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BoBrow v. Commissioner: New Rules for IRA Rollovers

Disclaimer: With Medicaid, VA, and insurance regulations frequently changing, past blog posts may not be presently accurate or relevant. Please contact our office for information on current planning strategies, tips, and how-to's.

June  2014 Update:

The IRS has announced they will not apply the Bobrow interpretation of § 408(d)(3)(B) to any rollover that involves an IRA distribution occurring before January 1, 2015.

 

Original Post:

When purchasing a Medicaid Compliant Annuity with tax-qualified funds (e.g. an IRA), an applicant has two options: (1) a direct IRA transfer or (2) a 60-day IRA rollover.

 

The direct transfer consists of a plan-administrator to plan-administrator transfer.  The applicant fills out an authorization form for the transfer, and the insurance company issuing the Medicaid Compliant Annuity would essentially obtain the funds directly from the custodian company.  This process can take between two weeks to two months complete, thus delaying eligibility until the transfer is completed.

 

A 60-day rollover consists of the applicant contacting the company holding the tax-qualified funds and initiating a complete liquidation of the account without withholding any taxes.  The liquidation check is usually received within five to seven business days of the request, and as long as the funds are reinvested into the tax-qualified Medicaid Compliant Annuity within 60 days, immediate tax consequences would usually be avoided.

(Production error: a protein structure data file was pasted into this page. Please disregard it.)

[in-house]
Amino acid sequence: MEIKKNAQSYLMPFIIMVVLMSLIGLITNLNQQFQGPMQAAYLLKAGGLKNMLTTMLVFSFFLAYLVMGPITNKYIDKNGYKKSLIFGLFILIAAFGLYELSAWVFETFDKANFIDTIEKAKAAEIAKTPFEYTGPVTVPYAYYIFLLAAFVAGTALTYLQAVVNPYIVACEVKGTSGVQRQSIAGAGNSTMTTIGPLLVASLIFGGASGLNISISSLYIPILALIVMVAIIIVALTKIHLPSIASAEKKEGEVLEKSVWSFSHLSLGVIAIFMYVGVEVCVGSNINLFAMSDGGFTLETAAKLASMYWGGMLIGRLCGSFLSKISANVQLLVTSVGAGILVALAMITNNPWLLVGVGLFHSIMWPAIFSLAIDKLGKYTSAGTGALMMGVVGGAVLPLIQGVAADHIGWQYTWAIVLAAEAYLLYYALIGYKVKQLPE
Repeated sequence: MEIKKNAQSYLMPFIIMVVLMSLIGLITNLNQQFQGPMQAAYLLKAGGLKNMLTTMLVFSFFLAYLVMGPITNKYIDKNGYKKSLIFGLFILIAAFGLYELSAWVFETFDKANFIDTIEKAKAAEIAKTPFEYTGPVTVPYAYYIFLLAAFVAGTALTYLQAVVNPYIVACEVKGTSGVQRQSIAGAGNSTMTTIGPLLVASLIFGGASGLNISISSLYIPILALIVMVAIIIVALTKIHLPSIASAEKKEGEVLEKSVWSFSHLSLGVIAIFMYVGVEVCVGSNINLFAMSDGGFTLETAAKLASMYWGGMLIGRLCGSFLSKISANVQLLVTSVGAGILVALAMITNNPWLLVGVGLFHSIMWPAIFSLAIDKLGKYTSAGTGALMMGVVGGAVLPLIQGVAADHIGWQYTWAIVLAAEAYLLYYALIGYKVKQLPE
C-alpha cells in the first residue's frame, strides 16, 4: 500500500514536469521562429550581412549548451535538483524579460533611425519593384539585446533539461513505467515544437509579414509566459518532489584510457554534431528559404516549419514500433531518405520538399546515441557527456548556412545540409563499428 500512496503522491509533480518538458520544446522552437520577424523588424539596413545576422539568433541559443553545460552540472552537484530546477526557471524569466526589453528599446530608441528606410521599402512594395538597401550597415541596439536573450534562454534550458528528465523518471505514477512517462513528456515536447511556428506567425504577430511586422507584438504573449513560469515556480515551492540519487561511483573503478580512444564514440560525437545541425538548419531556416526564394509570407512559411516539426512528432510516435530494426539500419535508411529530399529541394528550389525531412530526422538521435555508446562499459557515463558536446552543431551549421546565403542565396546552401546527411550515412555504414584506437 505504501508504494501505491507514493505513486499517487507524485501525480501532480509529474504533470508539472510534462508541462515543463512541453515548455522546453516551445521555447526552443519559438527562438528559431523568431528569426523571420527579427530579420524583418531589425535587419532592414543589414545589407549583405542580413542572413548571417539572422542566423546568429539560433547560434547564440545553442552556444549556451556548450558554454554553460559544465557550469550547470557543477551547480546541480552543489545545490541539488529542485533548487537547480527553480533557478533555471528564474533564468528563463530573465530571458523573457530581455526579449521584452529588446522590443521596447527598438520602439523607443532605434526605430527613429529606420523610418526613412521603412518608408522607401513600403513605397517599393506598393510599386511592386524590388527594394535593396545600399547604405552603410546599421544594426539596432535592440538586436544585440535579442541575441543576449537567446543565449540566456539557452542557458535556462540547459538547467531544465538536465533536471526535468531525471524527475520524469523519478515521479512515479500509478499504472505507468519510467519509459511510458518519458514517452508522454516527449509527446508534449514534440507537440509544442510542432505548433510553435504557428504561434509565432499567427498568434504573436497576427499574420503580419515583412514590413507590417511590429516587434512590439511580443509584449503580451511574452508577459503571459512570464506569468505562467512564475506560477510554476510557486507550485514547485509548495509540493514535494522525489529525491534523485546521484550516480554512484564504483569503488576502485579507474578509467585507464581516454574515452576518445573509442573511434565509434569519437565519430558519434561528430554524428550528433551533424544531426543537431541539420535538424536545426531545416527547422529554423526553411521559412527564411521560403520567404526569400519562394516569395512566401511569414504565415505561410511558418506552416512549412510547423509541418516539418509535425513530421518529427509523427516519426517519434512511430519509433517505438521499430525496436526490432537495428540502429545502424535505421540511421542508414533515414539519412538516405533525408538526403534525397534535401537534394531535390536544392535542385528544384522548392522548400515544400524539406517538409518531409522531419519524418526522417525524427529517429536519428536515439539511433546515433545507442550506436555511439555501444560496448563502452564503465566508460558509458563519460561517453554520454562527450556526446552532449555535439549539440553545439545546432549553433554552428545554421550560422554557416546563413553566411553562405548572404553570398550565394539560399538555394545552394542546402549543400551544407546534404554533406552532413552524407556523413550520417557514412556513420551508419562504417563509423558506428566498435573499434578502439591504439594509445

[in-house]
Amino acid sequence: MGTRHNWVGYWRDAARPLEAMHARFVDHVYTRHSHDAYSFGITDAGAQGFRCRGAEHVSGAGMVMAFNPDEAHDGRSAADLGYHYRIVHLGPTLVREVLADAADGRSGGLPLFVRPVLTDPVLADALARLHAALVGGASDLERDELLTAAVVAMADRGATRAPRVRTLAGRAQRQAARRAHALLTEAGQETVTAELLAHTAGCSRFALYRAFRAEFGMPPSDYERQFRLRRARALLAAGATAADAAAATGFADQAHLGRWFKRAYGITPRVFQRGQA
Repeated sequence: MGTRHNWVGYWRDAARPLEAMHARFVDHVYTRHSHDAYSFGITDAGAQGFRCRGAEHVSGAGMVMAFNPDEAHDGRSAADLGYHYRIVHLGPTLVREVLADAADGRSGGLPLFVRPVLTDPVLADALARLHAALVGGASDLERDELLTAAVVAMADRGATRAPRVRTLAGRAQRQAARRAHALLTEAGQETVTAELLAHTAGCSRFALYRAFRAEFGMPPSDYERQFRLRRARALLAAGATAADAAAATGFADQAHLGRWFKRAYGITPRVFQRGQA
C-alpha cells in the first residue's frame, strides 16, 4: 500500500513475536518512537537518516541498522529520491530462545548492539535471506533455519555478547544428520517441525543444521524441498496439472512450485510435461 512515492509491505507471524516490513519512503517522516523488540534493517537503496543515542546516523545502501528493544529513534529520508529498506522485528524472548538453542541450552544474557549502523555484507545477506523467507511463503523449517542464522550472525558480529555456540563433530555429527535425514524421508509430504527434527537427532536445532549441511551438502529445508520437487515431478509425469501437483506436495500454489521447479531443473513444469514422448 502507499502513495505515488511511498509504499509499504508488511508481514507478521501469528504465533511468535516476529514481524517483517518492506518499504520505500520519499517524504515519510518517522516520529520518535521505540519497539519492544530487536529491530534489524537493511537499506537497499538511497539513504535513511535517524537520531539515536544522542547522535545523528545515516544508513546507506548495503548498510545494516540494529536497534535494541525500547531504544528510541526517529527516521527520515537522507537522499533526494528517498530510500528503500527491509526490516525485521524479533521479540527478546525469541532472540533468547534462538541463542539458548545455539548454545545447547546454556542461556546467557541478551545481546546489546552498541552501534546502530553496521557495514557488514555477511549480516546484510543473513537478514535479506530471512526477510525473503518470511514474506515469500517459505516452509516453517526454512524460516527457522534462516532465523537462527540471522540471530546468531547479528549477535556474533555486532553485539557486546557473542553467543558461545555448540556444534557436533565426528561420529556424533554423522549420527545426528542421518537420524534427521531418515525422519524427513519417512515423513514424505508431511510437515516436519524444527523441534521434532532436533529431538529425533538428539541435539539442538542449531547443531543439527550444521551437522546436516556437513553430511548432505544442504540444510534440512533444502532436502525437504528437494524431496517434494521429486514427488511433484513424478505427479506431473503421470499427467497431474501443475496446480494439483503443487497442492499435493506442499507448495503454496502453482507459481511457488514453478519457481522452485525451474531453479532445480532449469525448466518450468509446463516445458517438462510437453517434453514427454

Individuals are allowed unlimited IRA transfers, and one IRA rollover per account, per year.  Or so everyone thought.

 

In Bobrow v. Commissioner, T.C. Memo 2014-21, the tax court held that the once-per-year limitation applies to all of a taxpayer’s IRA accounts: “Regardless of how many IRAs he or she maintains, a taxpayer may make only one non-taxable rollover contribution each one-year period.”  This contradicts the IRS’ interpretation of IRC § 408(d)(3)(B).  Publication 590 provides that “if you make a tax-free rollover of any part of a distribution from a traditional IRA, you cannot, within a one-year period, make a tax-free rollover of any later distribution from that same IRA.”

 

At this point in time, it is unclear as to what impact this decision will have.  Will the IRS change its approach to rollovers from multiple IRAs?  The tax court’s decision does provide a precedent that the IRS can rely on to do so.  I recommend consulting with a tax advisor before moving around IRA funds in a Medicaid or VA planning case involving an individual that owns multiple IRAs.  It may be best to space out the rollovers, or opt to use a direct transfer and bypass the issue completely.

 

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  1. Avatar Samie Rossi The Hughes Law Firm says:

    With this new decision, would the annuity company allow for the transfer of multiple IRA accounts to then fund one SPIA?

    • Avatar Dale Krause says:

      Samie,

      The ruling outlined that one IRA rollover, per individual, could be made each year. Not per account. That being said, if you opted to follow the decision, multiple IRA rollovers into one SPIA would be an issue. However, multiple IRA transfers into one SPIA would be a means of bypassing any potential issue.